At least 10 percent of top-level sportspeople in the Czech Republic suffer from a potentially life-threatening heart condition, suggests a new survey carried out by Prague’s Centre for Clinical and Experimental Medicine. A team of experts from the Department of Preventive Cardiology screened a group of young, mostly male athletes to discover that many of those who appear to be perfectly healthy have a serious underlying health issue.
The sight of young athletes, especially footballers, dying or collapsing on the field during a game as a result of an undiagnosed heart problem has become far too common in recent years. The cause is very often the same: too much physical strain or an untreated flu. What would be a minor complication for most people can be fatal in the case of top-level sportspeople.
To tackle the problem of an increasing number of sudden deaths among young professional sportsmen, the Centre for Clinical and Experimental Medicine in Prague carried out a survey among those who are most at risk.
The results of a screening test undertaken by 98 top-level sportsmen between the ages of 18 and 37 years are pretty alarming: 10 percent of those screened revealed a congenital defect of the heart valve and 13 percent a malfunctioning heart. Another 10 percent showed some serious undiagnosed metabolic defect.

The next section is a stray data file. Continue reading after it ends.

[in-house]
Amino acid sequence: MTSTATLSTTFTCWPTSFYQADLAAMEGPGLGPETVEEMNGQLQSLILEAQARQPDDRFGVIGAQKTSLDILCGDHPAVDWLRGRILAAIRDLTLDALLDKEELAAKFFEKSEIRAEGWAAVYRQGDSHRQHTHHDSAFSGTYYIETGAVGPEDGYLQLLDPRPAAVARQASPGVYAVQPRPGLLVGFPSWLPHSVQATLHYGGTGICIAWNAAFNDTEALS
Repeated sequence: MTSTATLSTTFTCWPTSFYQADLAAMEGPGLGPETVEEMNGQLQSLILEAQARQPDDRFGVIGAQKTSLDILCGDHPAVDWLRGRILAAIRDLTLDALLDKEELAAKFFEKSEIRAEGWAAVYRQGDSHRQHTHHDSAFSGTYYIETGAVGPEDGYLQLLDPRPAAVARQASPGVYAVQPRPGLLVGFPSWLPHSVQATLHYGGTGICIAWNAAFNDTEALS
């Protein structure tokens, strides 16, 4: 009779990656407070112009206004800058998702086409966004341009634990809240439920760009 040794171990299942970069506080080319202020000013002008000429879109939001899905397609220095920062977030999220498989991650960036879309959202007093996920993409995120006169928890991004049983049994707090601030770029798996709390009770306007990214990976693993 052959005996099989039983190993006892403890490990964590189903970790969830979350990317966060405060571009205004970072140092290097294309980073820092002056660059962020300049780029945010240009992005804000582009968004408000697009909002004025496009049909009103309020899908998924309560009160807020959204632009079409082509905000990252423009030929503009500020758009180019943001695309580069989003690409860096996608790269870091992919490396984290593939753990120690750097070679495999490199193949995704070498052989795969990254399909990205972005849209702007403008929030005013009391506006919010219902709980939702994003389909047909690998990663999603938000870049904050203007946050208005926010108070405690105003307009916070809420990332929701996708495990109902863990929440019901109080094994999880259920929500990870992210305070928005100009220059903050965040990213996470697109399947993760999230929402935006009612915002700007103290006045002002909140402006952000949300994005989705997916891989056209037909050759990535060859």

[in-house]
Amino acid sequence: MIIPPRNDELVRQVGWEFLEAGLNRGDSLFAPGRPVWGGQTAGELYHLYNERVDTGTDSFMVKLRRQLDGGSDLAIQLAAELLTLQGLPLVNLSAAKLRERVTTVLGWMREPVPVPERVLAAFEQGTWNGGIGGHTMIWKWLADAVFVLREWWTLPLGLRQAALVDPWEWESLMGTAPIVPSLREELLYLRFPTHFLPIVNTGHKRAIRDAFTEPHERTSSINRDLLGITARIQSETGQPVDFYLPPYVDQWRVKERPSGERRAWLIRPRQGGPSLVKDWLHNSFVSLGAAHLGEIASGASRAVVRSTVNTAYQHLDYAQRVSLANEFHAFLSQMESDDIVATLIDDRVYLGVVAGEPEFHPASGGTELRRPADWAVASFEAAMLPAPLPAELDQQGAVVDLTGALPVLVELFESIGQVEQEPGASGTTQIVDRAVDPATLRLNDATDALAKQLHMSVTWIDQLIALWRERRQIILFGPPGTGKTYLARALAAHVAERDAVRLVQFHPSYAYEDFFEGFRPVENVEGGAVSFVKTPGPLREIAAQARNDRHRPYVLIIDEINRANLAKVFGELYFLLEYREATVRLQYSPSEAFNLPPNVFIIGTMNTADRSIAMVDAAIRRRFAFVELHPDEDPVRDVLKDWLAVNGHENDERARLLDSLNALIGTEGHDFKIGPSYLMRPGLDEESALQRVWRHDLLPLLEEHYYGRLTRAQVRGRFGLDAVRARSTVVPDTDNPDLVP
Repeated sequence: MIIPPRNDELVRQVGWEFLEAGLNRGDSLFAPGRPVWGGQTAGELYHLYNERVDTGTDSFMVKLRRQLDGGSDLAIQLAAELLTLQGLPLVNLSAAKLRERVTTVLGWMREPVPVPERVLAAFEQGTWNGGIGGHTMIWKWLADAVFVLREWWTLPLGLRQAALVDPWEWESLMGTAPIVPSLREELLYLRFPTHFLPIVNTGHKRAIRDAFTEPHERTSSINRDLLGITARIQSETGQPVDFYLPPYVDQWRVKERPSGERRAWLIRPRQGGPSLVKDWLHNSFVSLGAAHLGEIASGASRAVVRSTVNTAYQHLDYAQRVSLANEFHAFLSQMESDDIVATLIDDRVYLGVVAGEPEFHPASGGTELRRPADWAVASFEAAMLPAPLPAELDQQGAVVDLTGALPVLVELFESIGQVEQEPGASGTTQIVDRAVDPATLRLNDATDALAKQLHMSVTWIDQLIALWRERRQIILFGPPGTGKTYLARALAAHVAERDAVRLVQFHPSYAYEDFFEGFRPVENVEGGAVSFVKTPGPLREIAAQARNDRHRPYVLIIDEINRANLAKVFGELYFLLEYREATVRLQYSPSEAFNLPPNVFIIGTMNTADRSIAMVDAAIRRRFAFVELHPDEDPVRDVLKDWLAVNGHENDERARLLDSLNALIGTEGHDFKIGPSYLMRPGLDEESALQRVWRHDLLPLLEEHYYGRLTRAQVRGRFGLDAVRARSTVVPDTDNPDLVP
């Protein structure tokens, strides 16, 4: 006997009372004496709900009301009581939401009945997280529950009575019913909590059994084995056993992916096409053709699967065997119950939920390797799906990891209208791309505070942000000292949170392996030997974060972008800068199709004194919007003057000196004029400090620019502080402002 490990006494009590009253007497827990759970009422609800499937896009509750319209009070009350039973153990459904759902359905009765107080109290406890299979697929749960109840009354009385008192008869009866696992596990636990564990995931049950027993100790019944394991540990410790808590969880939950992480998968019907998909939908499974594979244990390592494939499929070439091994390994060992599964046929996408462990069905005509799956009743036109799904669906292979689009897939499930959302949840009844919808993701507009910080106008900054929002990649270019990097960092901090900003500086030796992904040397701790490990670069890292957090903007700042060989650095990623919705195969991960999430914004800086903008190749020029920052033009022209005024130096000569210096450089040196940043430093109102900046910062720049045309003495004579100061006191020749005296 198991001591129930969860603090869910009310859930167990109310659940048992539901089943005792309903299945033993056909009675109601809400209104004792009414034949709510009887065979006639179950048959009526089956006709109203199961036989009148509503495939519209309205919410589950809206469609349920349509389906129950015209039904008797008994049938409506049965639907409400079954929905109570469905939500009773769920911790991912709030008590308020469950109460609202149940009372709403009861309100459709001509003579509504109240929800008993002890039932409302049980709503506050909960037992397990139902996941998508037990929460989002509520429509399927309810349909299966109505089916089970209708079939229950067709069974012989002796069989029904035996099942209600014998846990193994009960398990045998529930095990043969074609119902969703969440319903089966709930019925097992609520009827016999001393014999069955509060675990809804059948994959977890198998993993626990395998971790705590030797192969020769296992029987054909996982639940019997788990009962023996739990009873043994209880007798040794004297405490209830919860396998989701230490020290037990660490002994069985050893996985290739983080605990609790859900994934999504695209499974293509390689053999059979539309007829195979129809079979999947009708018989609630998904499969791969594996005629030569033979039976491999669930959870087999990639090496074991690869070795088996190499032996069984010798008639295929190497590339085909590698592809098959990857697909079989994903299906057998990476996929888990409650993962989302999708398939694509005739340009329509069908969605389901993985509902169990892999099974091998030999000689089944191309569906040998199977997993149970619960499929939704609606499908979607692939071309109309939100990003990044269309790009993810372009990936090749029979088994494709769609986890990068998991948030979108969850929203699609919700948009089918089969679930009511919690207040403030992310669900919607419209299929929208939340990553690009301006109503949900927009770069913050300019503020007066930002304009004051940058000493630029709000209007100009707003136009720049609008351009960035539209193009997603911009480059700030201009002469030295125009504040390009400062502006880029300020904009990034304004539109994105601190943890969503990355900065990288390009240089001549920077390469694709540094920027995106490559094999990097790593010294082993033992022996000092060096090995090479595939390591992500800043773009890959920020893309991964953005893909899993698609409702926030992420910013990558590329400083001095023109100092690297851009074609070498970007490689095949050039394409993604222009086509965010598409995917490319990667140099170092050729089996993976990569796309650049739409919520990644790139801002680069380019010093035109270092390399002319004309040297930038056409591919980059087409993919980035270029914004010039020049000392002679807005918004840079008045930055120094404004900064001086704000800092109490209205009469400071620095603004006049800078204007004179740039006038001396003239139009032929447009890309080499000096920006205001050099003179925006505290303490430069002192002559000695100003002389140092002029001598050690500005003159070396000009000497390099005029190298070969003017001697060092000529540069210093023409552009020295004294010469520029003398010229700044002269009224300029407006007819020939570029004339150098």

Věra Adámková, head of the Department of Preventive Cardiology at IKEM, who was in charge of the survey, says sudden death threatens even those who appear to have no problems with their health but the risk is very hard to assess:
“It is very difficult to identify people who are seemingly healthy but at the same time are at risk of sudden death. Usually it is a problem concerning the heart’s electrical conduction system or an inflammation of some part of the heart muscle, and these are very difficult to diagnose.”
Professor Jan Pirk, chief cardiologist at the Centre of Clinical and Experimental Medicine, says that rather than individual sportsmen, an underlying heart condition threatens mostly team athletes, such as football, hockey or rugby players, who have a greater tendency to neglect the treatment of colds or flues. But even such seemingly trivial problems can have devastating consequences.
“These people feel greater responsibility towards the team. They put more pressure on themselves in order to meet expectations. If you are an individual athlete, you are more willing to cancel participation in a race due to health problem because you will only hurt yourself.”
Professor Věra Adámková says some of the athletes who have undergone the screenings at IKEM were advised to give up their sports career altogether, while others were recommended to attend regular check-ups.
The team of experts from the Centre’s Department of Preventive Cardiology plan to carry on with the screenings in the future. They also want to create more pressure on sports clubs to introduce regular check-ups for their members from a young age.